However, just because you've cast your soulbond creature doesn't necessarily mean you need to pair it immediately. If you play a Nightshade Peddler on turn two and your only other creature is a Wingcrafter (which you want to pair with one of the high-powered creatures in your hand), you should almost certainly hold off on pairing it.
What to be Wary Of
You never want to walk into your opponent's traps, but soulbond creatures will inevitably increase your vulnerability to opposing removal spells. If your opponent kills your creature with soulbond, or the creature you've paired it with, you might find yourself getting absolutely blown out in combat.
So while Nightshade Peddler is going to be particularly potent against decks full of big ground creatures and light on removal spells, it's likely to become a liability when playing against decks that are loaded with bounce spells or spot removal, because you won't be able to rely on your creatures having deathtouch.
We'll have to wait and see exactly what tricks are in Avacyn Restored, but if you do end up playing any soulbond creatures at the Prerelease, you should keep your eyes peeled for opposing removal spells. If it looks like your opponent is giving you an opportunity for an incredibly profitable combat step, it's very likely your opponent has a removal spell just waiting to devastate you.
Soulbond creatures work well with hexproof creatures like Invisible Stalker or Thrun, the Last Troll because you don't need to worry about the creature you've paired it with succumbing to a targeted answer. But even if you pair your Nightshade Peddler with a hexproof creature, you can still end up getting blown out if your opponent uses an instant-speed removal spell to kill your Nightshade Peddler.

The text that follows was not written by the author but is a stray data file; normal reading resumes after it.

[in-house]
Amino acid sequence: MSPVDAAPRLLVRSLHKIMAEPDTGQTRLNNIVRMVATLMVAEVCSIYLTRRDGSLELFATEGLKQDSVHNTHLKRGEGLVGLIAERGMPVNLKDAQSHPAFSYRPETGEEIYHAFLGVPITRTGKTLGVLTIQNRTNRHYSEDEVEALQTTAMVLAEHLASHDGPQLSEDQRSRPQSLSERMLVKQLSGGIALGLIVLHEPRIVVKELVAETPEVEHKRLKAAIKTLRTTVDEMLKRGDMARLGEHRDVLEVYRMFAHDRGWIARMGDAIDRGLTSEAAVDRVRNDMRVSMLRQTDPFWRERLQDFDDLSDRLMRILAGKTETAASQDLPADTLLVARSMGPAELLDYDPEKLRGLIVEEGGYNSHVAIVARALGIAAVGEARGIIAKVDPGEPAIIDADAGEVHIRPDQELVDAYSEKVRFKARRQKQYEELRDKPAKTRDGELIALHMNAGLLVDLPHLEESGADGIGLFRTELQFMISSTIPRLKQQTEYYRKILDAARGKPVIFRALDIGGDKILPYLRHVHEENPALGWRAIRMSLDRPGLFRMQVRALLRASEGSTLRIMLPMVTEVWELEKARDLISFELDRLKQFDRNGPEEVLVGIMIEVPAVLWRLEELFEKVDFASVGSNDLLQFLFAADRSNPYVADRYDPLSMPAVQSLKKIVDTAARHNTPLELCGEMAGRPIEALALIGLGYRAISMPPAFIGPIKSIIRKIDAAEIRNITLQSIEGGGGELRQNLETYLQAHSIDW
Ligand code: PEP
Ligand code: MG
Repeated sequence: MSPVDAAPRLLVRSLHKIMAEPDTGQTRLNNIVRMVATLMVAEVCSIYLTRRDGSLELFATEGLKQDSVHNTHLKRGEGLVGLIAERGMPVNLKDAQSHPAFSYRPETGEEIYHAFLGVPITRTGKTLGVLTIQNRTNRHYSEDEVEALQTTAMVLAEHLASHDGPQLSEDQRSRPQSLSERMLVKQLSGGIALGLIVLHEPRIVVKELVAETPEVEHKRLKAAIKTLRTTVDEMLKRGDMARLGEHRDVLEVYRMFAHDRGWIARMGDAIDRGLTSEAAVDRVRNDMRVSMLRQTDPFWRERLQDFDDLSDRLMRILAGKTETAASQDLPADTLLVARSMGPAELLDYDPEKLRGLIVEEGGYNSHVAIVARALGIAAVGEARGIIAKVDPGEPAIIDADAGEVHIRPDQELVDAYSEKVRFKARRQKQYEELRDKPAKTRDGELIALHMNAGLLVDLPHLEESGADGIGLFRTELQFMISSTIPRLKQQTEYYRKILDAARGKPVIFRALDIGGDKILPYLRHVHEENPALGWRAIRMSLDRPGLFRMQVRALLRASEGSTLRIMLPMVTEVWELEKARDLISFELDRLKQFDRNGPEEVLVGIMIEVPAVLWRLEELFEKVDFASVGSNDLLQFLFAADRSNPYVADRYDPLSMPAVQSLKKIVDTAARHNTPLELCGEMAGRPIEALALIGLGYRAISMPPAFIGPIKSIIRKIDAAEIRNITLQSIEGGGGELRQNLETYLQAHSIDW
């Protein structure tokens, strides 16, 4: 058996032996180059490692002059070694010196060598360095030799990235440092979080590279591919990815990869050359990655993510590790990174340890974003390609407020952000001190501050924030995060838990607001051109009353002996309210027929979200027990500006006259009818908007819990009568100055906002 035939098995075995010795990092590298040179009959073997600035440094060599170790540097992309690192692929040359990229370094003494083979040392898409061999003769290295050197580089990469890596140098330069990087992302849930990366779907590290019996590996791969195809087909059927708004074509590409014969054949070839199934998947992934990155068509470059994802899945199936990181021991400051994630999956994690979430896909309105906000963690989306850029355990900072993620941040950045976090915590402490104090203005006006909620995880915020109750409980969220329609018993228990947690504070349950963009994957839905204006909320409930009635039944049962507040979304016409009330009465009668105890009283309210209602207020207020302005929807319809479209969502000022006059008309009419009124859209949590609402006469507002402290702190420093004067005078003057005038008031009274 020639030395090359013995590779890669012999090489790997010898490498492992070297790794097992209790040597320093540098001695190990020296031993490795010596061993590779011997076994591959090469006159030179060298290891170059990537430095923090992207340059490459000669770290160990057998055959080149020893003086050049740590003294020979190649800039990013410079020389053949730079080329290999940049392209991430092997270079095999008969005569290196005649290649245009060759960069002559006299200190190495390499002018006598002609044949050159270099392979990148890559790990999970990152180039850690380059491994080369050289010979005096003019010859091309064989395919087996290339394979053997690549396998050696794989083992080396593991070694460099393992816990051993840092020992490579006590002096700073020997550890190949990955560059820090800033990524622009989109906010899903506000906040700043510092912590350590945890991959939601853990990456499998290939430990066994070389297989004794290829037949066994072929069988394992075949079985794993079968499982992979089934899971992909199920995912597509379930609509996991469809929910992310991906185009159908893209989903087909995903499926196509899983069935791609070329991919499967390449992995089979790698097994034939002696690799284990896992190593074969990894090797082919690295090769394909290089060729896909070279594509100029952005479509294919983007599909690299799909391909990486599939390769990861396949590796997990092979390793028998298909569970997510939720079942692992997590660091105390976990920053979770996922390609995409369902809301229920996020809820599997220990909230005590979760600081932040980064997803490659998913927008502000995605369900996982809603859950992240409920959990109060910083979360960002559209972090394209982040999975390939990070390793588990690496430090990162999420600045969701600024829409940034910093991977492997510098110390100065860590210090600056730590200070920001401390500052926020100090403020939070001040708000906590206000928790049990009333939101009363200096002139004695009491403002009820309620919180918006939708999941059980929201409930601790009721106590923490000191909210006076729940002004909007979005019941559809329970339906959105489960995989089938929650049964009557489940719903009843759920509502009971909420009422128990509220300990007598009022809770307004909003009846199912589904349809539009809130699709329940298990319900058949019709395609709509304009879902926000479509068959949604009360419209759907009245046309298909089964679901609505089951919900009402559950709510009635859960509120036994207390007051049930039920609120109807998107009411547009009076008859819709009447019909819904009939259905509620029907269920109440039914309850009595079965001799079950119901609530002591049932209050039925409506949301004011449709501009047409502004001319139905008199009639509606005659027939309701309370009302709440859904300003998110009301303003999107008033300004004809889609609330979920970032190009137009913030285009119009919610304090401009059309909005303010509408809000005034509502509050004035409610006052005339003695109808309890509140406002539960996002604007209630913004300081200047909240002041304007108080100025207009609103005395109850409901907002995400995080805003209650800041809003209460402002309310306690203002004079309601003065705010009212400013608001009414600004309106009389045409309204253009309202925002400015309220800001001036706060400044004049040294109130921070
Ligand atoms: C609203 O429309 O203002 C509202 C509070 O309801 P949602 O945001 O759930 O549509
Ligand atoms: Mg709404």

Soulbond creatures are, likely, going to be at their best when paired with undying creatures like Strangleroot Geist or Howlgeist. If your opponent manages to kill your undying creature it will come right back into play, allowing you to immediately re-pair your soulbond creature with it. And if your opponent takes out your soulbond creature, then mugs your undying creature in combat, you still won't be that bad off, as your undying creature will come back bigger than before (and your opponent will be down a removal spell).
Whenever possible, you're going to want to pair your soulbond creature with something durable and non-essential that will still get a big boost from the pairing.
If the creature you're pairing with doesn't match these characteristics, you should be gaining a lot from the pairing (giving a Wolfhunter's Quivered creature deathtouch thanks to Nightshade Peddler, giving a 7/7 flying with Wingcrafter, etc). If you're only gaining a marginal benefit by creating a pairing, then you should stop to think and see if it's even worth it.
You might gain a lot by waiting a couple of turns and making a significantly better pairing.
Soulbond in Constructed
Nightshade Peddler probably doesn't have what it takes to make it in Standard, but Silverblade Paladin seems like it will definitely find a home in aggressive white decks. And I wouldn't be surprised if Wingcrafter gets played in conjunction with Geist of Saint Traft or big green creatures.
While soulbond creatures do make you more vulnerable to removal spells, they aren't as big of a liability as creature enchantments. So if you find a soulbond creature that has a ton of upside for your deck, then give it a shot!
You might be pleasantly surprised with how many good things it can do for you.